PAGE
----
My point in mentioning all this in class is to illustrate how the nature and meaning of the Constitution is never really settled. We have moments of relative consensus on certain issues, but you never really know which issues, long thought settled, will reemerge as objects of debate in response to changes in social conditions, intellectual developments, political movements, etc.  And I think a defining characteristic of our time is that an unusually broad array of fundamental questions about the constitutionality of decades-old political-institutional “settlements” are increasingly being raised and debated within the political mainstream.

This was very much on display in a recent exchange among self-described “conservative” opinion leaders over the constitutionality of the welfare state–i.e. much of what the federal government has done since the New Deal era. It started with Charles Krauthammer’s appearance on The Daily Show with John Stewart in which he magnanimously praised “the great achievements of liberalism — the achievements of the New Deal, of Social Security, Medicaid, Medicare.” Krauthammer said this in the course of defending what he contends is “true conservatism,” which, he says, is supportive of those “great achievements” but only concerned with keeping them sustainable into the future.

This prompted Andrew McCarthy to argue that Krauthammer’s “conservatism” is no such thing. Rather, it is simply the “moderate statism” of the “Republican establishment” that “‘is more sympathetic to Obama’s case for the welfare state than to the Tea Party’s case for limited government and individual liberty.'”  Importantly, McCarthy did not simply claim that true conservatism is opposed to the welfare state. He went further to insist that it is unconstitutional:

[C]onservatives revere an enriching cultural inheritance that binds generations past, present, and future. It obliges us to honor our traditions and our Constitution, preserve liberty, live within our means, and enhance the prosperity of those who come after us. The welfare state is a betrayal of our constitutional traditions: It is redistributionist gluttony run amok, impoverishing future generations to satisfy our insatiable contemporaries…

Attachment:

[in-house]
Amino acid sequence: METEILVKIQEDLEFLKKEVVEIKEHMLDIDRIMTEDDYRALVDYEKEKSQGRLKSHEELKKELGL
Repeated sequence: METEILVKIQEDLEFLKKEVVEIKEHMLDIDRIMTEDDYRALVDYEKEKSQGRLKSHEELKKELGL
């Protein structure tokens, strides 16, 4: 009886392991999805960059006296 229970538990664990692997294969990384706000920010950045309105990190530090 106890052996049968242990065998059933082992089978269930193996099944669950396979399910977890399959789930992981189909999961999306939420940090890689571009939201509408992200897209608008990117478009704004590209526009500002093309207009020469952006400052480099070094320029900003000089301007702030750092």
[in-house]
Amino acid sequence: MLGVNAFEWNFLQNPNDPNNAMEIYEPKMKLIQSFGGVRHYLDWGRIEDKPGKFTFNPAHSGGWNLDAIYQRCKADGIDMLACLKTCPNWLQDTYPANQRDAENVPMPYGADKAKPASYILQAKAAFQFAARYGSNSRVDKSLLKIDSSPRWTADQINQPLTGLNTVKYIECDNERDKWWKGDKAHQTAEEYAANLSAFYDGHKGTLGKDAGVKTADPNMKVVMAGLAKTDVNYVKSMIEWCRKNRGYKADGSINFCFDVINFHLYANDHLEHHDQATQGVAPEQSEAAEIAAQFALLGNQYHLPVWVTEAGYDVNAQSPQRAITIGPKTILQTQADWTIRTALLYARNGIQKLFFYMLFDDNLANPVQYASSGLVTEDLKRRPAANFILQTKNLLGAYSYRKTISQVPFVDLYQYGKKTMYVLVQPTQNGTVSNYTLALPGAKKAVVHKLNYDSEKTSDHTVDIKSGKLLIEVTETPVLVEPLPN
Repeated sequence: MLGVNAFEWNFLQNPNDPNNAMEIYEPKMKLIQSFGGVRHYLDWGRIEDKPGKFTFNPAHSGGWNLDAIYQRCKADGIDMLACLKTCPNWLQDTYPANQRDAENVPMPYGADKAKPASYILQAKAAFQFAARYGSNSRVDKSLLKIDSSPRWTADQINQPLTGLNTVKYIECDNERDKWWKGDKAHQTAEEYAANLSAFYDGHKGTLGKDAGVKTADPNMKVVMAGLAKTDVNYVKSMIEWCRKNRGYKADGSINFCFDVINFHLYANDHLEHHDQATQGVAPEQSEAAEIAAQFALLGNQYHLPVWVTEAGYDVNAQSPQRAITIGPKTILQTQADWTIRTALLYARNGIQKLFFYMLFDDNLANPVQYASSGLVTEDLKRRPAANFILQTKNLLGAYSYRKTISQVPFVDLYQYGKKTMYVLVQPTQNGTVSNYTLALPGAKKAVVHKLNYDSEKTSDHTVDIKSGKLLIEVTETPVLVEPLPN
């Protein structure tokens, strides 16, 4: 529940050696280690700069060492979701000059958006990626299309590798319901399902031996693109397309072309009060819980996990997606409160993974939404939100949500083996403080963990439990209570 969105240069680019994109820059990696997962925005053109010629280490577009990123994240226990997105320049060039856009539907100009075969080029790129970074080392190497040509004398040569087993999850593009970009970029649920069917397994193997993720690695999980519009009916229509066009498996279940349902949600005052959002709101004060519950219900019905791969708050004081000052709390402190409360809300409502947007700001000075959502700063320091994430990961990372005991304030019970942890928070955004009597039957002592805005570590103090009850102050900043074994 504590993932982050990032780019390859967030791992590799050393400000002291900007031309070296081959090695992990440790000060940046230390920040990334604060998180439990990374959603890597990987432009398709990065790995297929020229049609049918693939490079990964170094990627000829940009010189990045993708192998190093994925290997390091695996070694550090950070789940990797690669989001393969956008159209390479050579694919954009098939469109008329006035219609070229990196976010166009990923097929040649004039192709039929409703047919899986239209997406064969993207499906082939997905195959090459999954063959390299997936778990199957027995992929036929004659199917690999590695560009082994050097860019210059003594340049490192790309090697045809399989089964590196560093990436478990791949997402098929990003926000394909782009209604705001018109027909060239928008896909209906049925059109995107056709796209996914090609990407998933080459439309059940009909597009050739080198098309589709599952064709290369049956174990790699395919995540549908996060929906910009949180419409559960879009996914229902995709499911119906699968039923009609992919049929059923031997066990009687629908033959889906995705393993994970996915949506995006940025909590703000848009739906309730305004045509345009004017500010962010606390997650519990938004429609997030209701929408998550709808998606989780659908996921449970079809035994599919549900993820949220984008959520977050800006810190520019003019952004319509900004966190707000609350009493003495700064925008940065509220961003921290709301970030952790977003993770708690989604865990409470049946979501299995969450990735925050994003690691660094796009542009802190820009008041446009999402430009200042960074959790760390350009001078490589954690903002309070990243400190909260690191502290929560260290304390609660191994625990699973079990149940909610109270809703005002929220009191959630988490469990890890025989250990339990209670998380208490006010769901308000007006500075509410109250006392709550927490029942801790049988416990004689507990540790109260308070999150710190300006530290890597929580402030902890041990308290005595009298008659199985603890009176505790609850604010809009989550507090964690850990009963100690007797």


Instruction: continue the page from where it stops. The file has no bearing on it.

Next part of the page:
This, in turn, led Conor Friedersdorf, a third self-proclaimed “conservative,” to offer an extended rebuke of the views expressed by McCarthy, whom he refers to as more of a “fundamentalist for originalism” than a true “conservative.”

You’d think, given the totality of McCarthy’s positions, that “constitutional conservatism” is an end in itself. It isn’t. Advancing life, liberty, and the pursuit of happiness—that is the end. I, like many conservatives, believe that for the most part those ends are best advanced by working within the constitutional framework. Like many liberals, I also believe that slavery and Jim Crow were such abominations that, if the choices were to strictly construe the constitution or to free the slaves and end Jim Crow, to hell with originalist notions of states rights.

What does that have to do with McCarthy’s argument? He is too enamored of the heuristic that what’s constitutional is liberty-enhancing and what’s unconstitutional is liberty-destroying. It’s a good heuristic, but it doesn’t always hold.

Arguing with him, I normally point out why I think that his expansive views of executive power betray Madison’s vision. Today let’s imagine, for the sake of argument, that he has been right all along: that strict adherence to the Constitution really does permit secret kill lists, torture, massive surveillance, and indefinite detention; and it really does prohibit, say, Social Security and Medicare.

Even if that were true, it would not change the fact that the national-security state and its open-ended concentration of unaccountable power poses a far greater threat to liberty than federally bankrolled social-welfare spending (even if you think, as I do, that the spending could be improved upon).

… The Constitution ought to play a prominent role in our politics. But I’d like to see McCarthy construct an argument for his favored policies without any mention of or recourse to the document. Perhaps that would make it clearer that suspending due process puts a country farther along the road to serfdom than old-age pensions.

I say that his position is not conservative because, while conserving our constitutional design is certainly a coherent part of a conservative approach to governing, McCarthy isn’t proposing to conserve something that still exists—rather, he is proposing that we take an approach to social-welfare policy that hasn’t been tried since the early 1930s and apply it to the modern economy: a radical change, whatever one thinks of it. The radicalism and unpredictability of what might happen next doesn’t necessarily make him wrong. But conservative is a weird word for it. . . .

Regardless of one’s views on this normative debate, as a factual matter, I think it’s safe to say that the Constitution–specifically, the debate over its fundamental nature and meaning–is playing and will continue to “play a prominent role in our politics,” and that this means knowledge of constitutionalism is essential for understanding contemporary politics.